The problem of the second image is most probably a poor polar alignment. What polar alignment method did you use? For 60 min shots you need a high precision of the alignment. I made the PARot program to address this issue: https://sourceforge....projects/parot/


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#7 Joe F Gafford

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Posted 09 September 2021 - 06:32 PM

The first image appears overexposed. It is better to judge this from looking directly at the film. Maybe your lab made the background that light as an digital adjustment after the scanning. Some scanners do that automatically. Then you would have to ask the staff of your lab to pay special attention to when scanning your images. I ended up by using the services of labs that specialize on digitizing films. The scanner of the lab in my town was simply not able to deliver nice results, even after many discussions with the staff.

 

The problem of the second image is most probably a poor polar alignment. What polar alignment method did you use? For 60 min shots you need a high precision of the alignment. I made the PARot program to address this issue: https://sourceforge....projects/parot/

I agree. My Epson scanner I use in "pro" mode, 16 bit tiff output. Pro mode offers manual scan adjustment of the image, 16 bit offers more adjustment of the scanned image. There is still a lot of detail that could be seen in the image that could be brought out. Look at the negative. If you see a dark square then there is too much skyglow is present, decrease exposure time. Check with your lab on the scanning mode. 

 

Joe


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#8 balazs.benei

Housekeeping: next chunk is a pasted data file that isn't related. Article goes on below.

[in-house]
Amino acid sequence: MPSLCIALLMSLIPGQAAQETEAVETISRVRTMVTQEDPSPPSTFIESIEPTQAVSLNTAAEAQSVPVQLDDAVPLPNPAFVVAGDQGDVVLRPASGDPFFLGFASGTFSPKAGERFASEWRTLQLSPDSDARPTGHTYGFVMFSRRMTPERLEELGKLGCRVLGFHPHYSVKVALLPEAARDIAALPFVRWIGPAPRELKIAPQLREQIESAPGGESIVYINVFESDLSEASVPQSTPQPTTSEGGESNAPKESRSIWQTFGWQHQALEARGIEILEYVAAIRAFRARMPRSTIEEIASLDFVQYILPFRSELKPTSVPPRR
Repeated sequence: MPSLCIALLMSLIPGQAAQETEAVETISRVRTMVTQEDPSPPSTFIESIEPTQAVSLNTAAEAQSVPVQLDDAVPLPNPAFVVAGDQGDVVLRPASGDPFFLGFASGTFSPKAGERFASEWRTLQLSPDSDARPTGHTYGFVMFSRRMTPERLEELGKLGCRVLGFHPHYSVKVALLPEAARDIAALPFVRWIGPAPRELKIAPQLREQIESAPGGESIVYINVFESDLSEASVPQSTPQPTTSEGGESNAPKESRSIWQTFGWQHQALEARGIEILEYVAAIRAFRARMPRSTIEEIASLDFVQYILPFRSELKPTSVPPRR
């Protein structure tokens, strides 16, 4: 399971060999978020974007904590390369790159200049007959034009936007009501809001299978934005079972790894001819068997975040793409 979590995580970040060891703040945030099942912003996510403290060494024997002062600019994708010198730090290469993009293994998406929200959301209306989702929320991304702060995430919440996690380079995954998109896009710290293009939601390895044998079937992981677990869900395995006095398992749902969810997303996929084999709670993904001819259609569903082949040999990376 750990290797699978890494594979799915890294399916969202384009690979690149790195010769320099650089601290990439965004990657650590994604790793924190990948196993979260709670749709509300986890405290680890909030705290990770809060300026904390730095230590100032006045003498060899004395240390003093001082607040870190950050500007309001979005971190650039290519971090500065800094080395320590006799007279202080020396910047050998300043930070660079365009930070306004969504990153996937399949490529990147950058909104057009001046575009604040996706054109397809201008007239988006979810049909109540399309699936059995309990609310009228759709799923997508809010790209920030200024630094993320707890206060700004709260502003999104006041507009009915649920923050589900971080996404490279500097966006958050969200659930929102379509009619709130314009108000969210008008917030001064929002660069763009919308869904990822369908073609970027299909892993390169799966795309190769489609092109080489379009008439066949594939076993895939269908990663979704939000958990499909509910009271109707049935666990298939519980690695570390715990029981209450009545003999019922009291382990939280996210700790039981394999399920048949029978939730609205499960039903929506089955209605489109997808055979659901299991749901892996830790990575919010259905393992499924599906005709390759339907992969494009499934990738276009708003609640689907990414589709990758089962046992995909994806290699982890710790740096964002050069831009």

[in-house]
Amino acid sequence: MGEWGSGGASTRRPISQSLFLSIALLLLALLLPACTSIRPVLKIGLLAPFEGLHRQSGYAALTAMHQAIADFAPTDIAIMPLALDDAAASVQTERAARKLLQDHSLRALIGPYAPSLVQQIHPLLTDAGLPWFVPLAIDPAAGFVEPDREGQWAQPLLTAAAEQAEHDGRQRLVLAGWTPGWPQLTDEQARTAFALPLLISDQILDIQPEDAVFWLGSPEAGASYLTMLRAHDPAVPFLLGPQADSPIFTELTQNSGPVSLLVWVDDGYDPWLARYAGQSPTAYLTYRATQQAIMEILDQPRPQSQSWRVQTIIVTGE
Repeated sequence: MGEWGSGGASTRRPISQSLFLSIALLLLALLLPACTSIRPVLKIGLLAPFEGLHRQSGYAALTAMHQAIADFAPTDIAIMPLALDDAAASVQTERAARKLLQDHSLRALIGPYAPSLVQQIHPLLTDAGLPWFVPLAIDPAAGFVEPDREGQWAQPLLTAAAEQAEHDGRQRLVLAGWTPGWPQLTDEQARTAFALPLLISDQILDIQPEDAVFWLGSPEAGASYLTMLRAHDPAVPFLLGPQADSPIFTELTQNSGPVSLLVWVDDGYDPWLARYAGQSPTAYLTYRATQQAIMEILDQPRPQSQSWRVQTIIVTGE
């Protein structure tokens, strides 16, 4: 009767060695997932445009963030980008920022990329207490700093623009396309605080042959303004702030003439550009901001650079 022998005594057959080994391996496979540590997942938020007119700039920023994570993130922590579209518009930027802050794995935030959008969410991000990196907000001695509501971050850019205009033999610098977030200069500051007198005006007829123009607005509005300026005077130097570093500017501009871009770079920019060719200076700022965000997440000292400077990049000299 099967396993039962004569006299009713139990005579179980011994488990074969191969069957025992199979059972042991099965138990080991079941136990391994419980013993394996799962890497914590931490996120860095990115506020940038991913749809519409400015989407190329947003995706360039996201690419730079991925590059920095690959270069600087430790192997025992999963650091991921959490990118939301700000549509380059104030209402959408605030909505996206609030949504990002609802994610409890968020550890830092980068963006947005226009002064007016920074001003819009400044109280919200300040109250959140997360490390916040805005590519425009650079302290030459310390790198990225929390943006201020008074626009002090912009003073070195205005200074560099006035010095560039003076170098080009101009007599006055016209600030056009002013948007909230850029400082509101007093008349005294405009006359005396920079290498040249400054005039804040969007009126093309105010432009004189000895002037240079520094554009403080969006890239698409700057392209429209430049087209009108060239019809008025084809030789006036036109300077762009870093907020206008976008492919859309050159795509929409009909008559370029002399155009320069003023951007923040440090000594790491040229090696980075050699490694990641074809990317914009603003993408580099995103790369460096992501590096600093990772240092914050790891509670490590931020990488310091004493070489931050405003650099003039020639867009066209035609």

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Posted 10 September 2021 - 09:34 AM

Thank you all for the replies!

 

The thing is that I've seen much better AP images on Ektar, like Jim's:
https://www.flickr.c...ador/3829654187

My exposure and f stop was almost the same, maybe a better scanning could help. I've asked the lab via email but they didn't answer yet.

 

I have AZ GTi mount which doesn't have polar scope, so I always use Sharpcap, guide scope and ASI 120 MC for polar alignment. I nailed it for the first one but I probably moved it while I set the new target or winded the film... Lesson learned: I should always move the mount via SynScan and wind the film off the mount :)

 

Today I'm gonna make another attempt with the Yashica on Portra 400. 15-20 minutes at f/4 maybe... Wish me luck!



#9 Michal1

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Posted 10 September 2021 - 10:20 AM

Indeed, it could have been the case: if you manipulated the camera or the mount by hand, you could have spoiled the alignment. I should have noticed that the first image is tracked well. Maybe you even kicked the mount without noticing that, given the size of the star trails. Just be more careful.